Schwarzenegger welcomes debate over legalizing pot

By ThirdEyeFloond · May 6, 2009 · Updated May 6, 2009 · ·
  1. ThirdEyeFloond
    LOS ANGELES (Reuters) – California Governor Arnold Schwarzenegger said on Tuesday he welcomes a public debate on proposals to legalize and tax marijuana, which some suggest could provide a lucrative new revenue source for the cash-strapped state.

    The Republican governor, whose term in office expires at the end of next year, was asked about the idea of treating pot like alcohol at an appearance in northern California to promote wildfire preparedness.

    "No, I don't think it's time for that, but I think it's time for a debate," he said. "And I think we ought to study very carefully what other countries are doing that have legalized marijuana and other drugs, what affect it had on those countries, and are they happy with that decision."

    The former Hollywood actor, who has admitted smoking marijuana in the past, cited his native Austria as a country where "they want to roll back some of the decisions that were made in European countries."

    He said a decision to legalize marijuana, which has been outlawed in the United States since 1937, should not be made on the basis of raising revenues alone.

    Schwarzenegger's comments come days after a statewide Field Poll found that 56 percent of California voters support the idea of legalizing cannabis for recreational use and taxing its proceeds.

    A bill introduced in the state Legislature by Assemblyman Tom Ammiano, a Democrat from San Francisco, would do just that -- permitting taxed sales of marijuana to adults while barring sales to or possession by anyone under age 21. A similar regulatory structure already exists for alcoholic beverages.

    Ammiano said his proposal would generate up to $1.3 billion in revenue for the state, which faces another multibillion-dollar budget shortfall just weeks after a landmark deal closing a $42 billion deficit.

    He and others who support legalizing pot say such a move also would improve public safety by redirecting law enforcement efforts to more serious crimes and would end environmental damage to public lands used for illicit cannabis cultivation.

    But in 2004, Schwarzenegger vetoed a bill that would have eased rules on how much medical marijuana patients can possess in California.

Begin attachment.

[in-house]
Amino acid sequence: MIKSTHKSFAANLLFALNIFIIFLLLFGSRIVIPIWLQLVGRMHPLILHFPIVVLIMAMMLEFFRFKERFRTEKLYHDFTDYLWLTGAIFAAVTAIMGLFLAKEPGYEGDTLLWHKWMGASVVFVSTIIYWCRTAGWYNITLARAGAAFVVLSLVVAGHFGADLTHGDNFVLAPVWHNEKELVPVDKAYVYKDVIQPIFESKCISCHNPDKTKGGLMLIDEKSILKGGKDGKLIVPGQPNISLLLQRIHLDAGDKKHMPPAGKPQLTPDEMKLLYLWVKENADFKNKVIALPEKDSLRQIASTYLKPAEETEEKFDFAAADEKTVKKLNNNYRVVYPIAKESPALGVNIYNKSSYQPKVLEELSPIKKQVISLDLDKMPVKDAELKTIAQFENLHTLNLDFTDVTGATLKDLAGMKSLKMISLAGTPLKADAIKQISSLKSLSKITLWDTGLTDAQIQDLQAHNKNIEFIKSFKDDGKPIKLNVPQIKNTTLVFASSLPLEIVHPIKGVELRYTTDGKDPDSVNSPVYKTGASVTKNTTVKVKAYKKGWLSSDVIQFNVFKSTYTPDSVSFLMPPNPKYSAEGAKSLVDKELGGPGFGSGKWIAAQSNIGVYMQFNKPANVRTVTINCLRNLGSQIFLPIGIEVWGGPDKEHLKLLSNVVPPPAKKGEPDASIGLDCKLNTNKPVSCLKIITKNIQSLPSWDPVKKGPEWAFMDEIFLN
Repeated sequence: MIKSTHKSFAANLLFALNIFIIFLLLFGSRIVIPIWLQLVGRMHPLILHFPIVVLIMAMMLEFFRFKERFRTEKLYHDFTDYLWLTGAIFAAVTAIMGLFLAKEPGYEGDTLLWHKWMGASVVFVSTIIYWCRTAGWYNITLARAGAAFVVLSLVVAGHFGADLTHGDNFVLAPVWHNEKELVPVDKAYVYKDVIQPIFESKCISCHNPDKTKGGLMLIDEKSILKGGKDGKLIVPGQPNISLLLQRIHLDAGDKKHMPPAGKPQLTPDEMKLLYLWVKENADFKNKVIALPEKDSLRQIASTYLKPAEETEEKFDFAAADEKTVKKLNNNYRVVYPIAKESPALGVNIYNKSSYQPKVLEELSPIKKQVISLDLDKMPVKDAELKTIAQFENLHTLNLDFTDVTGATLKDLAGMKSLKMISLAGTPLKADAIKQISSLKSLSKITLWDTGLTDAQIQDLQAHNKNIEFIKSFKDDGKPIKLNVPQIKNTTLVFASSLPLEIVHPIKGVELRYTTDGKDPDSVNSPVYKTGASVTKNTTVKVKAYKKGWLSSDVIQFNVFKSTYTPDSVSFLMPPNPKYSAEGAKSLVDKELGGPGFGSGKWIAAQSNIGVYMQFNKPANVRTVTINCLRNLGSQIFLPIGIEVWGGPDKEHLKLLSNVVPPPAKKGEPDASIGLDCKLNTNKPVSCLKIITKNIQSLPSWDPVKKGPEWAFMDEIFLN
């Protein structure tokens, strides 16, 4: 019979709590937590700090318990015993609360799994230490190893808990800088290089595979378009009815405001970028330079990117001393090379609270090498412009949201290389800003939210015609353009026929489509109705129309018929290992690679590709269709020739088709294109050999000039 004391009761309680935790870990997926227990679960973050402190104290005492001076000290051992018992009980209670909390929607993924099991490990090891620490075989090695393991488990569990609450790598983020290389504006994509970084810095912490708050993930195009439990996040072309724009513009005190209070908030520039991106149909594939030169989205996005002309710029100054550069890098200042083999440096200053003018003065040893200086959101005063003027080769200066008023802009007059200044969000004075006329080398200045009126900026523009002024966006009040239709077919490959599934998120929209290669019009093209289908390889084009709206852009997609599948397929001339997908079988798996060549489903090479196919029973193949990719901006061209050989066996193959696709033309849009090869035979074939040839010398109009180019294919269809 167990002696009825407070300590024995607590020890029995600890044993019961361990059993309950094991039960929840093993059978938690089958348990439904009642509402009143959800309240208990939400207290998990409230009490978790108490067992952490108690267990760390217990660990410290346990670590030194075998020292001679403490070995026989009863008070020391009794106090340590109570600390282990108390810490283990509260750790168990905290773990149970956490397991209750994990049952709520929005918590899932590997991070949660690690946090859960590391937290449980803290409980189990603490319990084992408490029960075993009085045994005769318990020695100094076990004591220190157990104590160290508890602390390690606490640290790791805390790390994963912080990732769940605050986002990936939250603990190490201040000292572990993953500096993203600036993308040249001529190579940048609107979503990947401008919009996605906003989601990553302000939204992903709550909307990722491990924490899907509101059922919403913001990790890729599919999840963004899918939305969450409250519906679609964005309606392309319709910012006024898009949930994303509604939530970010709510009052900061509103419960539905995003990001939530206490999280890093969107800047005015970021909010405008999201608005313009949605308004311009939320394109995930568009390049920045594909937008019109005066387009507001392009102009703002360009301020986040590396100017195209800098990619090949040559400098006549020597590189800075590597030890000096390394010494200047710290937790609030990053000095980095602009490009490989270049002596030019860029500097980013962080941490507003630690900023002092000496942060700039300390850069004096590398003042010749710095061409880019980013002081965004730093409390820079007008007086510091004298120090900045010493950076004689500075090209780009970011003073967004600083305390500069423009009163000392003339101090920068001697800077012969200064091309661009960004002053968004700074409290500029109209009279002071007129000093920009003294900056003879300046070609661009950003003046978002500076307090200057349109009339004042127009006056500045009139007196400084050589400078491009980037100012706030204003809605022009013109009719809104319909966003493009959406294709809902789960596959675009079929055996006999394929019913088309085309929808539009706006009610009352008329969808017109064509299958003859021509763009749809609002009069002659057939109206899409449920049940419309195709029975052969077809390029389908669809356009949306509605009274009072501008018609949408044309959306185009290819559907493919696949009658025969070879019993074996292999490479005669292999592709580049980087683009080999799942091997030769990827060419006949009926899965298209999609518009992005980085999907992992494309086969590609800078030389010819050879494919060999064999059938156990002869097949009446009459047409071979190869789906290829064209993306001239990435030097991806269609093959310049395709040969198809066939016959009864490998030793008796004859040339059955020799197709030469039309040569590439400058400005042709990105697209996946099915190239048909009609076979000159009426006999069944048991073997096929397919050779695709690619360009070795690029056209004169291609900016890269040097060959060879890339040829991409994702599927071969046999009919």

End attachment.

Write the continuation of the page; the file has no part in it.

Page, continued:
Voters in California, the nation's most populous state, became the first to approve the use of marijuana for medical purposes in 1996, putting the state at odds with federal law.

    Under the Bush administration federal agents stepped up raids against medical marijuana dispensaries in California and other states that have passed similar laws.

    But U.S. Attorney General Eric Holder said in March that the Justice Department under President Barack Obama has no plans to prosecute such dispensaries in those states in the future. However, Obama, who also has acknowledged smoking pot in his younger days, recently dismissed the idea of legalizing marijuana on a national level.

    By Steve Gorman – Tue May 5, 9:37 pm ET

    (Editing by Dan Whitcomb)

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  1. chillinwill
    Gov. Arnold Schwarzenegger said Tuesday that California should study other nations' experiences in legalizing and taxing marijuana, although he is not supporting the idea.

    He said it's time to debate proposals such as a bill introduced in the state Legislature earlier this year that would treat marijuana like alcohol.
    At a news conference about public safety funding, the governor was asked whether it's time to legalize marijuana in light of a new Field Poll that said 56 percent of registered voters support legalizing and taxing marijuana to raise revenues.

    "I think it's not time for that, but I think it's time for debate," Schwarzenegger said. "All those ideas of creating extra revenues, I'm always for an open debate on it. We ought to study very carefully what other countries are doing that have legalized marijuana. What effect did it have on those countries? Are they happy with the decision? Or are they, for instance in Austria, unhappy? They rolled back some of the decisions that were made in European countries.

    "I want to look at all that. It could very well be that everyone is happy with the decision and then we can look at that. If not, then we shouldn't do it. Just because of raising revenues, we have to be careful not to make mistakes at the same time."

    State Assemblyman Tom Ammiano, a San Francisco Democrat, said taxing marijuana at $50 per ounce would bring more than $1 billion a year to the state. Ammiano's bill is on hold in the state Legislature. He delayed seeking approval until next year.

    May 5, 2009
    NBC Los Angeles
  2. mjolnir69
    The Oak has always been a relatively open minded one, it is interesting to hear his comments on such strictly controlled substances in the US like AAS and weed when he has made such documented use of these same drugs in the past.

    Just wait for the conservative christian (eugh) groups to bring up all those "cannabis made my little boy go on a high school masscare" types.

    It is incredible i feel more fortunate to live here in the UK, seems US have it bad sometimes...

  3. Sven99
    There seems to be a lot more debate on drug policy in the US at the moment than in the UK. If anything, the US seems to be seriously considering prohibition alternatives, while the UK is still stuck in canna-panic overdrive.
  4. enquirewithin
    After Brown in the depth of ignorance has reclassified cannabis as Category B? :eek:

    At least the Governator has come out with something worthwhile. Let's see what happens. (Of course he has a personal interest.:))
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